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Comment: Re:AND they stole Halo from the PC world.... (Score 1) 72

by afidel (#49380339) Attached to: Microsoft Considered Giving Away Original Xbox

The Games division is net -300-400M over the last 12 years, up significantly since Q4 2012 where they were net -3B and the XBox One's losses are significantly smaller than the previous two generations at the same point in the cycle despite the recent price cuts. I'm not sure how much knowledge sharing there's been between the gaming division and the Azure division, but if the MS marketing is anywhere near the truth then it's likely that at least some of that groups significant profitability was gained through experience in the gaming division (kind of like how GE can lose money on the generating part of a power plant but make money on the financing or vice versa depending on how they want to structure the deal).

Comment: Re:Not concerned (Score 1) 177

by afidel (#49348275) Attached to: German Auto Firms Face Roadblock In Testing Driverless Car Software

I think it's more likely we'll ban human drivers. Just this morning I counted over 16 silver/grey/blue-grey vehicles driving in pouring rain and light fog without headlights on. On average a computer driver today is probably better than a human, and they'll just get better as time moves on whereas human improvements are a bit slower to happen.

Comment: Re:mountains, canyons, droughts. Combination yes (Score 1) 317

by afidel (#49321995) Attached to: Costa Rica Goes 75 Days Powering Itself Using Only Renewable Energy

California does have geothermal potential, the rest of the US does not.

Really? Because I could have sworn the largest geothermal upwelling on the planet is located in Wyoming, Montana, and Idaho.

If you do the research and the arithmetic, you find that renewables can make a significant impact - 11% to 13% of our total energy needs.

Bullshit, wind and solar alone can potentially generate many, many times our current energy demands. To get an idea of just how little land would be needed to generate our current needss with even junk solar cells check out this page which has a handy graph showing 6 solar farms in desert areas that would work. Now granted, that's approximately twice the area that we currently occupy with road and parking structures, but it would be completely possible if we were to set it as a goal like we did with reaching the moon, put 5-10% of global GDP for the next few decades to work on converting to 100% renewables and we could get there easily. The problem is not the technology, or the availability, it is the will to do what we know must be done, because it is harder than the current path which we know leads to problems.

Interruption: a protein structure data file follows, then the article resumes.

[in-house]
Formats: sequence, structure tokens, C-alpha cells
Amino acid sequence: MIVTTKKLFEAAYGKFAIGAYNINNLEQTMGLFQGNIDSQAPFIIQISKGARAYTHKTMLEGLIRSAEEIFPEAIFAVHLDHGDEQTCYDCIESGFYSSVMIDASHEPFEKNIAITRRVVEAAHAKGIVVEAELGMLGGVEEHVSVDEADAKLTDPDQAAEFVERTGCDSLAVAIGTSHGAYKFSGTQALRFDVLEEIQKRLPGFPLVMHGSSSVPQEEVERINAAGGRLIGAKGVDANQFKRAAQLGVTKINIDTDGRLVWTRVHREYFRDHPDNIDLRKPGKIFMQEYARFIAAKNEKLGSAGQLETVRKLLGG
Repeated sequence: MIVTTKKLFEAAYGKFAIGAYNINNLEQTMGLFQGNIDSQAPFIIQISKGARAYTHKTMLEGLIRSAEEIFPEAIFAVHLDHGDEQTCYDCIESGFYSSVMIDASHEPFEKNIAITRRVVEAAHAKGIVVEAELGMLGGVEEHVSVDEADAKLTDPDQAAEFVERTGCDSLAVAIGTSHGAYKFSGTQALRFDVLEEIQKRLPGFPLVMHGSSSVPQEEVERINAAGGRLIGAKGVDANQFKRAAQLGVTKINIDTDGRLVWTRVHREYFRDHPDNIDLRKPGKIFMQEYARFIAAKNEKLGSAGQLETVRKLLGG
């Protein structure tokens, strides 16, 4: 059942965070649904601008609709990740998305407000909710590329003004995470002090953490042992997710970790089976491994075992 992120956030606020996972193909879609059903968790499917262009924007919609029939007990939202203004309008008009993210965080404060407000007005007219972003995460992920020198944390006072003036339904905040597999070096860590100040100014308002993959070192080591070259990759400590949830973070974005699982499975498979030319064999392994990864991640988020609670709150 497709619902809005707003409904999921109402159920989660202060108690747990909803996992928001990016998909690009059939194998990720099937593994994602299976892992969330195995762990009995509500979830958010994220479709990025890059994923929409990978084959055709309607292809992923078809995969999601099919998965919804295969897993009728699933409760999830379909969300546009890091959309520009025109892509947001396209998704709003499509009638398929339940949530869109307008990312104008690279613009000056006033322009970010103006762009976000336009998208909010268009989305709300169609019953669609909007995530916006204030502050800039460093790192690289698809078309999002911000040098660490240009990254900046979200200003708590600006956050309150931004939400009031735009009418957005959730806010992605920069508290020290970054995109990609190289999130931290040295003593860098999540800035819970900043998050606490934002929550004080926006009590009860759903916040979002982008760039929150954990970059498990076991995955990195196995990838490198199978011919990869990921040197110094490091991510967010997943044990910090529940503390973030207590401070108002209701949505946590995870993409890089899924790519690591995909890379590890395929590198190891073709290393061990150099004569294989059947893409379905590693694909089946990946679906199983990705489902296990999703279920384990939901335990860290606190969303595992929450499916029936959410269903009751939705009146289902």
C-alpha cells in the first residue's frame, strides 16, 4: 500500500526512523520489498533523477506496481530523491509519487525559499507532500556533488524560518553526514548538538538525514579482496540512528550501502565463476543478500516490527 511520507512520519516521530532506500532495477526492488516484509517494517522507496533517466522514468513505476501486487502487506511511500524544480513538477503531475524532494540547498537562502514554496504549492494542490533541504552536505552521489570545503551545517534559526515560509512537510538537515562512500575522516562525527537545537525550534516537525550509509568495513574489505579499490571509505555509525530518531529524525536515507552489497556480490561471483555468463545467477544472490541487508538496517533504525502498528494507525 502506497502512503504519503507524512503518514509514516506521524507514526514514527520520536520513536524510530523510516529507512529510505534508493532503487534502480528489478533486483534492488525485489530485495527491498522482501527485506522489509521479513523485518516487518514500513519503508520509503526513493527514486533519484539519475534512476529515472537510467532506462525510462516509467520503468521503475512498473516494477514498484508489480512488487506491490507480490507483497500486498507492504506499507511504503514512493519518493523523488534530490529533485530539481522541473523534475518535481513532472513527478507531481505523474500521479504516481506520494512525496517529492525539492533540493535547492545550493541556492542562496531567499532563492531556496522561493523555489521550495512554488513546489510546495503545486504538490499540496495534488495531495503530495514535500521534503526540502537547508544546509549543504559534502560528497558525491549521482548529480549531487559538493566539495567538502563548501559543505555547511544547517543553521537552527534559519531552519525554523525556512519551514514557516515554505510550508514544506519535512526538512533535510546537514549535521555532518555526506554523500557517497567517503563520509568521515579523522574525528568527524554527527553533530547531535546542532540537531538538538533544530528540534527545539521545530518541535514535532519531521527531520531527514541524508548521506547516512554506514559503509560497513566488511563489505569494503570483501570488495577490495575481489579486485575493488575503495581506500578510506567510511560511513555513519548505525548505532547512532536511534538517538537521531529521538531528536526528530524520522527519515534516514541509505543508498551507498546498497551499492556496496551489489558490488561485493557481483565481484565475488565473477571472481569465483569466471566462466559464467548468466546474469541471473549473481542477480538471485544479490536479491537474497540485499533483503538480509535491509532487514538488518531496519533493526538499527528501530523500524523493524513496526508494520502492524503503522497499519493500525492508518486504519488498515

Comment: Re:mountains, canyons, droughts. Combination yes (Score 1) 317

by afidel (#49321785) Attached to: Costa Rica Goes 75 Days Powering Itself Using Only Renewable Energy

California does have geothermal potential, the rest of the US does not.

Really? Because I could have sworn the largest geothermal upwelling on the planet is located in Wyoming, Montana, and Idaho.

If you do the research and the arithmetic, you find that renewables can make a significant impact - 11% to 13% of our total energy needs.

Bullshit, wind and solar alone can potentially generate many, many times our current energy demands. To get an idea of just how little land would be needed to generate our current needss with even junk solar cells check out this page which has a handy graph showing 6 solar farms in desert areas that would work. Now granted, that's approximately twice the area that we currently occupy with road and parking structures, but it would be completely possible if we were to set it as a goal like we did with reaching the moon, put 5-10% of global GDP for the next few decades to work on converting to 100% renewables and we could get there easily. The problem is not the technology, or the availability, it is the will to do what we know must be done, because it is harder than the current path which we know leads to problems.

Comment: Re:And now why this can not be done in the USofA (Score 0) 317

by afidel (#49320581) Attached to: Costa Rica Goes 75 Days Powering Itself Using Only Renewable Energy

Nuclear has by far the lowest, but for the same reason that many environmentalists are still opposing the Keystone pipeline despite the reality of more incidents of environmental damage from the alternative (inefficient rail shipping with nearly 100x the rate of environmental exposure), it's all about emotion for many in the movement, not about what's truly, measurably better for the planet.

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